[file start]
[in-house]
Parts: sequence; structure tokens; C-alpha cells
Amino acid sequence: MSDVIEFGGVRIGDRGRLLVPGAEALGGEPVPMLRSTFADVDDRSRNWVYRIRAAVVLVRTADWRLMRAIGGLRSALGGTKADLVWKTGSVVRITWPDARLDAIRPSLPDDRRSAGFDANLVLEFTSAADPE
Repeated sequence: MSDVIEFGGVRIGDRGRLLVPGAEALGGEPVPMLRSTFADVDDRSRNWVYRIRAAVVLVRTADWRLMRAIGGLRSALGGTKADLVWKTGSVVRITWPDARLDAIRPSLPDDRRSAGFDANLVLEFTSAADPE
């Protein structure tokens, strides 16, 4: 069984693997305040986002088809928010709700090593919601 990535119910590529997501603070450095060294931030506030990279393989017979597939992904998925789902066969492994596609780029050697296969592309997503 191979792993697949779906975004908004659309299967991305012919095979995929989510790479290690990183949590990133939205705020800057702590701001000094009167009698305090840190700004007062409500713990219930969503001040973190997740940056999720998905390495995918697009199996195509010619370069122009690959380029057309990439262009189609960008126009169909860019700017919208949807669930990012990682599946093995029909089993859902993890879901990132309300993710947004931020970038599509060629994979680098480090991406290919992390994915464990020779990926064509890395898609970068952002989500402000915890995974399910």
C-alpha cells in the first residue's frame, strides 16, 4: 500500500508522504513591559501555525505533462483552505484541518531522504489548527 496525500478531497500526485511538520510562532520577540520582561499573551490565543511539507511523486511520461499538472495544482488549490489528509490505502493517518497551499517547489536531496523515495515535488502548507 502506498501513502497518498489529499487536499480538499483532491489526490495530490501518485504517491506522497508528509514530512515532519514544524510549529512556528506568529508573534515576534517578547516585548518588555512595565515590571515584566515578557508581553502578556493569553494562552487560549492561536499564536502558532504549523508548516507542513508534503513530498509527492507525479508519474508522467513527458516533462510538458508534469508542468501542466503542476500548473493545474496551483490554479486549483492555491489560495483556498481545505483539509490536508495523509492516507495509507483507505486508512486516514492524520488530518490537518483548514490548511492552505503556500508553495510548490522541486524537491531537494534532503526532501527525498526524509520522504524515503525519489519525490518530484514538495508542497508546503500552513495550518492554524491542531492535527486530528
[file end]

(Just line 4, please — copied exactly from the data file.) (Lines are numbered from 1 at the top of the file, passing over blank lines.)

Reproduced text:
Repeated sequence: MSDVIEFGGVRIGDRGRLLVPGAEALGGEPVPMLRSTFADVDDRSRNWVYRIRAAVVLVRTADWRLMRAIGGLRSALGGTKADLVWKTGSVVRITWPDARLDAIRPSLPDDRRSAGFDANLVLEFTSAADPE